Unless you have a reliable crystal ball, predicting how the property market will shape up in 2013 is a tough call to make.
Uncertainties include how the global economy will play out and impact on Australia, the extent of the slowdown in the mining investment boom and how quickly non-mining sectors like retailing, housing, manufacturing and tourism can pick-up the slack.
Economists are tipping interest rates to fall further in 2013 and reach record lows, which will be good news for mortgage holders, but astute buyers and investors will recognise the economic warning signs.
Lower interest rates are having less of an impact on buying intentions, with confidence seeming to be the major stumbling block.
Still, many property market players are tipping modest property gains in 2013 for some markets, while others are set to tread water or fall further.
Property Observer has spoken to a wide range of industry players and pundits to get their thoughts on what might happen next year.
Here are 10 tips from property market analysts about what to expect in 2013:
1. Sydney to do better, but best NSW prospects still in the regions: Terry Ryder
Hotspotting.com.au’s Terry Ryder expects the Sydney market to do better in 2013 but still tips a number of NSW regional towns to outperform the capital city. Regional towns, he says, are more affordable and have provided much better capital growth over recent years. He expects the following regional market to continue to outperform Sydney in 2013: Dubbo, Tamworth, Gunnedah, Mudgee, Orange, Goulburn, Albury and Wagga Wagga. For more on capital city vs regional prospects in 2013 watch the full webinar with Terry Ryder.
2. Luxury market to recover first: Janusz Hooker
LJ Hooker deputy chairman Janusz Hooker says a recovery in the housing market is “inevitable”, with the luxury high-end market expected to be the first to enjoy price recovery having been hit the hardest by the downturn. His advice to property investors is to “look for places that went down the most and also watch the big cities – when they move it fans out to the regions usually within six to 12 months”.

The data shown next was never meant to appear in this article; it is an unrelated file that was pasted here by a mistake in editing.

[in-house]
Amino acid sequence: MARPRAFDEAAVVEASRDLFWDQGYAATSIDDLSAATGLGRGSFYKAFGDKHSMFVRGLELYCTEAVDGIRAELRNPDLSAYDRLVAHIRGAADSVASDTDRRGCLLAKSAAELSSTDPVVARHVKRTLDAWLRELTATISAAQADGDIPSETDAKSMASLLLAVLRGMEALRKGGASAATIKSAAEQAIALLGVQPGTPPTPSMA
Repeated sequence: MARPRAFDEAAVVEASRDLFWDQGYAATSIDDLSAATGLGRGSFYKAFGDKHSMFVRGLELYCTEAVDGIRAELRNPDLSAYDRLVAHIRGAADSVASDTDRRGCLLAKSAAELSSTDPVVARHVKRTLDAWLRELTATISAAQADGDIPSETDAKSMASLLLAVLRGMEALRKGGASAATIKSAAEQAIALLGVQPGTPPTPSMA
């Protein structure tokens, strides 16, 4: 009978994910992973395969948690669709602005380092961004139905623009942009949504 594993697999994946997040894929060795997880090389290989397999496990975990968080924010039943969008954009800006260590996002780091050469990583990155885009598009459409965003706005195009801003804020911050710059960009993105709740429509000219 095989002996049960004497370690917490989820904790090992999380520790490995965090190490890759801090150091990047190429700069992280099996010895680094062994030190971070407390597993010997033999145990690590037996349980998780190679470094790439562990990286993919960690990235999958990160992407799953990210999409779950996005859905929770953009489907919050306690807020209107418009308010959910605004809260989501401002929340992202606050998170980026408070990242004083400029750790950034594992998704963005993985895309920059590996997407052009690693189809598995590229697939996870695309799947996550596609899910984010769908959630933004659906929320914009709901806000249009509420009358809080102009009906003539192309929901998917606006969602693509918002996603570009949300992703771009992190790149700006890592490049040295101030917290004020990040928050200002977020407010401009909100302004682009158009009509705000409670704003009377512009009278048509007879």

3. Sydney sub-$750,000 market the strongest in Australia’s “BHP of real estate”: John McGrath
McGrath Estate Agents CEO John McGrath says recent weekend clearance rates indicate clearly that the under-$750,000 market is still strongest in Sydney, with McGrath averaging a 69% clearance rate in this bracket, followed by 65% for the $750,000 to $1.5 million sector. "Sydney remains the BHP of Australian real estate – the big blue-chip market that generally outperforms the rest, says McGrath, who predicts a 2% to 5% price rise in the under-$750,000 market and a 5 to 8% rise in the $750,000 to $1.5 million bracket.
4. Consider the outer suburbs of Adelaide and Brisbane: Margaret Lomas
Destiny Financial’s Margaret Lomas says property investors are starting to take a look at the outer suburbs of Adelaide and Brisbane, with activity picking up towards the end of 2012. These were areas were house prices started to move up a little bit in contrast to the rest of the market, which mostly stagnated, she told realestatetalk.com.au.
5. Rent vs buy equation to sway more first-home buyers and renters into the market: Tim Gurner
Tim Gurner, director at Melbourne-based property development company Urban Inc, says the buy versus rent equation will sway strongly towards buying in 2013, “so we’re expecting to see a lot of first home buyers and renters return to the market”. Urban Inc is currently developing Alessi in West Melbourne.
6. Perth and Sydney to perform, Brisbane held back by unemployment: Aaron Maskrey
Aaron Maskrey, research director at PRDnationwide, expects Sydney to experience steady, but modest growth of around 5% throughout the upcoming year. He says Perth should also be a stronger performer in 2013, with a combination of mining investment and low interest rates helping to shift this market off the bottom of its property cycle. “A conservative estimate of price growth during 2013 would see Perth increase in value by 2%, but such is the swing with this resource affected region, greater market sentiment could give rise to 6% growth." Maskrey says Brisbane finds itself in a similar situation to Perth and would have been included with Perth’s forecasted growth but for the sharp rise in unemployment. “With a rising rate of jobless residents, any potential growth that was initially forecasted for Brisbane is now expected to be temporarily suppressed in early 2013,” he says.